Time to catch up on my reading

Photo Credit: Flickr by denasmi

Photo Credit: Flickr by denasmi

This week, my fam is at the beach. I have high hopes for sunny days, sunburn-free skin, and shark-free waters (we are south of Oak Island, NC, which was the site of two shark attacks a few weeks ago. Yeah, not getting in the water this trip.) Both kids have brought along friends, so the week should zip by with much laughter and fun.


Photo Credit: Flickr by goXunuReviews

I came prepared with a kindle loaded with new books, old books patiently waiting on my TBR list, and a WIP or two. Fingers crossed I get through many words. And if not, that’s okay too.

Have a great week!

Goodreads Reading Challenge 2015: Will you commit?

Photo Credit: Flickr by Moyan Brenn

Photo Credit: Flickr by Moyan Brenn

I signed up for the Goodreads Reading Challenge last month. Accountability is a personal motivator, so this should help me keep track of my reading and encourage me to read more. I set my goal for the year at 30 books, but was aware of the larger numbers some folks were throwing around. The temptation to raise my number to be more competitive was hard to ignore, but I managed to stand my ground. I’ve set myself up to fail before with stellar expectations that require sacrifices and unnecessary stress. So while my goal does not seem too lofty, it seems doable. And that’s a good starting point.

( And reading serves as an opportunity to learn as well as an opportunity to escape. I find myself thinking about specific sentences… their structure and efficiency… as well as the nuances of the plot and identifiable traits of the characters. I don’t want reading to become a chore. Chores take the fun out of everything.)

So far by mid-February, I’ve made progress.

Screen Shot 2015-02-09 at 4.46.12 PM

Frankenstein by Mary Shelley, Remote by Lisa Acerbo, and Take Me There by Carolee Dean complete my list as of now. Next, I have plans to tackle the many books I added to my kindle… whenever I find my kindle, but that’s a topic for another post.


Want to join in the challenge? Go to Goodreads to get started.

When the Tables Turned

Photo Credit: flickr by regan76

Photo Credit: flickr by regan76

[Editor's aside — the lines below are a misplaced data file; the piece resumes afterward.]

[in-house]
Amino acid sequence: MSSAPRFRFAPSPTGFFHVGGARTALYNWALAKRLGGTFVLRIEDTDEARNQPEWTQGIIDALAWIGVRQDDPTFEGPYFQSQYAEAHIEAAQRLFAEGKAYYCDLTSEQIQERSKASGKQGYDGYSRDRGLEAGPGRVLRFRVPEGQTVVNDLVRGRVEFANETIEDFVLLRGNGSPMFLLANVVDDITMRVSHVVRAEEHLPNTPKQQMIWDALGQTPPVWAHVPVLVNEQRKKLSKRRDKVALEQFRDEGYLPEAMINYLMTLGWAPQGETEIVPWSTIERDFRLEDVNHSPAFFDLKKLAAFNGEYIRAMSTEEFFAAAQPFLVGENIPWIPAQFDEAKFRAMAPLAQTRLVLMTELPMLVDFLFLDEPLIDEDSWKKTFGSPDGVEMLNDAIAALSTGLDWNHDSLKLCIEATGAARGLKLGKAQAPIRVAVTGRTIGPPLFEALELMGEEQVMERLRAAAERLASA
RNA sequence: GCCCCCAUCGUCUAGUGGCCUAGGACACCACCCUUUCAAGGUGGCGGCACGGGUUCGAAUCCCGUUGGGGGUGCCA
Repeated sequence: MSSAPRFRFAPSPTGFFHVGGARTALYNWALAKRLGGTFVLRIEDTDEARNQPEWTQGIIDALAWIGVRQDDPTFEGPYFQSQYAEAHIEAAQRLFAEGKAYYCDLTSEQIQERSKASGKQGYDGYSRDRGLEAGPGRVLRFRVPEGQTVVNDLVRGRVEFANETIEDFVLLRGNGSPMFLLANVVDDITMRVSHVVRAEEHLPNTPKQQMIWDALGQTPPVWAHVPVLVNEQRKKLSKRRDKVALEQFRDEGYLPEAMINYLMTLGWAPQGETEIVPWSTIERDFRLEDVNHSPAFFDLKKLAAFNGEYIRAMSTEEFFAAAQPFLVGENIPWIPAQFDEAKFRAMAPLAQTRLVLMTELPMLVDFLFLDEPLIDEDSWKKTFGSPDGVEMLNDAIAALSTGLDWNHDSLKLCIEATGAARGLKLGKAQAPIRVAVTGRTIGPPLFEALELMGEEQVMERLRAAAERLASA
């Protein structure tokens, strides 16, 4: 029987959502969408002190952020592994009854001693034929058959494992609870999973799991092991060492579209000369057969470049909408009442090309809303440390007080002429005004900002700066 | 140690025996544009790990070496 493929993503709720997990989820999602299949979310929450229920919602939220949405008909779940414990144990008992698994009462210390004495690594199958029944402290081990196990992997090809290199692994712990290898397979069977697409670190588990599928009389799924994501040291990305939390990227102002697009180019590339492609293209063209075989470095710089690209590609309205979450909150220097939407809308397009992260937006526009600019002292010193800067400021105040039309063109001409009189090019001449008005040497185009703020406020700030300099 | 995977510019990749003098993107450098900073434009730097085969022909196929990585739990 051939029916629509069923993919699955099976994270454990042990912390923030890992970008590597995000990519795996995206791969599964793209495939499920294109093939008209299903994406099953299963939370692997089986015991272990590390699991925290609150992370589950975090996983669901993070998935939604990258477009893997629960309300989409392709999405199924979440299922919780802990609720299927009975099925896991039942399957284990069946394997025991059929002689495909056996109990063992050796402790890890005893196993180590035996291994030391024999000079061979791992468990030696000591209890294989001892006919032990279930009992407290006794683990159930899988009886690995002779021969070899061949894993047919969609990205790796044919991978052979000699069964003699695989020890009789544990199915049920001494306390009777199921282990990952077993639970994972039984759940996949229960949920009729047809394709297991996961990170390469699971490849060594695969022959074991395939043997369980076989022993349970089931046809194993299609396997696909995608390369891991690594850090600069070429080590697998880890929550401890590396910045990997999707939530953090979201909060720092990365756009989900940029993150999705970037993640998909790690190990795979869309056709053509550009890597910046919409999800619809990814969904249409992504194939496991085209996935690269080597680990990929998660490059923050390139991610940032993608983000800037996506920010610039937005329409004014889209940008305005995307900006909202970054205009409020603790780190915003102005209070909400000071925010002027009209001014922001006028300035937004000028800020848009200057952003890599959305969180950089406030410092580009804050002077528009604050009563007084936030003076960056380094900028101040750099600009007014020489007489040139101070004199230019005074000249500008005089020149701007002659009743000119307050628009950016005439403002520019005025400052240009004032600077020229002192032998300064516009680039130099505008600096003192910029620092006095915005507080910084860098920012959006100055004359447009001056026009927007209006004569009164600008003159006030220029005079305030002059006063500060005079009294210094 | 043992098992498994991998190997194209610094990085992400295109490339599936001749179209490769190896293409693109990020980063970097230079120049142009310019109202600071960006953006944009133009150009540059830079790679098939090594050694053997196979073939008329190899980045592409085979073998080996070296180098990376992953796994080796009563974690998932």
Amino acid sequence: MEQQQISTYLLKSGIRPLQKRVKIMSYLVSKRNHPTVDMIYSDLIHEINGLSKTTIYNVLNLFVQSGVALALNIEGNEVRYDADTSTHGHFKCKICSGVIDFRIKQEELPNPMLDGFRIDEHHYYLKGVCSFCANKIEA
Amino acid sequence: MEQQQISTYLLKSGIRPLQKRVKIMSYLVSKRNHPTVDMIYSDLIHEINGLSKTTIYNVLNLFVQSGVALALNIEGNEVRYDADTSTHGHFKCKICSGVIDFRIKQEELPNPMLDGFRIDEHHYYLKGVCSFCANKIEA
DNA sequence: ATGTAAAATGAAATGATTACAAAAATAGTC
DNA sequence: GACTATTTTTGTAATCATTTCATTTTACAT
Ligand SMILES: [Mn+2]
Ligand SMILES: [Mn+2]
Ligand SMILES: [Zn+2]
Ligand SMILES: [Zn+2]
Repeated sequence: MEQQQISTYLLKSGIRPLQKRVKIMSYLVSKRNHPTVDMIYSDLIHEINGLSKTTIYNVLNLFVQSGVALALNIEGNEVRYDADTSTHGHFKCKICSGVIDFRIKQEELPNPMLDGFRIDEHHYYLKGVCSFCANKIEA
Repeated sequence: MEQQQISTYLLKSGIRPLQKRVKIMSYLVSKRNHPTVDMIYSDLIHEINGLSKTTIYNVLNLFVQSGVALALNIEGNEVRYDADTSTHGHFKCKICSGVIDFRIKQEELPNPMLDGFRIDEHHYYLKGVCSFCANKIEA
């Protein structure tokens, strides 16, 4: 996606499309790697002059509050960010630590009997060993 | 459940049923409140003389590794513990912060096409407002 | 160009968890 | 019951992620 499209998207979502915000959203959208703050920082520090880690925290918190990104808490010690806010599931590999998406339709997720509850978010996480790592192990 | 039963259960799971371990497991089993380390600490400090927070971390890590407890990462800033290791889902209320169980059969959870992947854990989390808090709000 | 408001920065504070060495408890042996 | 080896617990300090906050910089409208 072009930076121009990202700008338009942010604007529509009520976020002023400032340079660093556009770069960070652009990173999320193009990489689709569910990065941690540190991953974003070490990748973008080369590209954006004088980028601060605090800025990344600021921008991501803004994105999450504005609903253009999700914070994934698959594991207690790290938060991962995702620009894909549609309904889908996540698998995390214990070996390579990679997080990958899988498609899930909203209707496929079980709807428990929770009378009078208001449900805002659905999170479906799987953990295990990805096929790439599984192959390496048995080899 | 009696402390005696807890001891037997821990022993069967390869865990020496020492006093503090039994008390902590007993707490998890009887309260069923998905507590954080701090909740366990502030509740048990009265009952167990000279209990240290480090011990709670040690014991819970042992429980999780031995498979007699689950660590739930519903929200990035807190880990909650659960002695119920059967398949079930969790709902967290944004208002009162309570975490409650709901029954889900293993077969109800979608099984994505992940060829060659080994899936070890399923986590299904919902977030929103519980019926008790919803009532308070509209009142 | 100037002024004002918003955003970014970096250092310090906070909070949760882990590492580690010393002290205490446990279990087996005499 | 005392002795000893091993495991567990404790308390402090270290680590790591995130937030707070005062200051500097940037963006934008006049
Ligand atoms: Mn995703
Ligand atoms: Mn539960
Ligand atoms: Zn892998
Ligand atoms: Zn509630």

Years ago, my husband and I passed a household rule that prior to watching a movie, you had to read the book. The goal was to help our kids appreciate the value of the written word. (And also, we wanted them to recognize that what your mind creates is almost always better than a produced movie.) Through the years, there were a few moans and groans from the kids, but mainly acceptance. And occasionally, we’d miss the fact that a movie actually began as a book and all earned an immediate pass.

Earlier this year when The Fault in Our Stars movie trailers were released, the book started getting a lot of attention. Several of my daughter’s friends recommended that she read TFIOS.  And since my daughter wanted to see the movie, she asked for the book.  TFIOS was quickly devoured during Spring break.

And then she started the “you need to read this” campaign. You see, I’d been there, nestled on a chair, reading one of John Green’s books before. It was last summer when I stumbled upon Looking for Alaska. I’d never heard of John Green at that time, but loved his book. But I pushed back on reading The Fault in Our Stars. It’s not that I didn’t want to read his work, but John Green had already reached into my heart and tampered with my emotions until they bubbled up to the surface, demanding to be felt.* (TFIOS reference)

As the release date for the movie grew closer, my daughter started asking me when I was going to read. I continued to put it off, saying I’d get around to it. All the while, I was buying myself more time. And then she turned the tables on me. She wanted to go see the movie with ME and she wanted to talk about the book.

Alas, I couldn’t circumvent a rule we’d established. So this week, I read TFIOS and today, she and I are going to see the movie.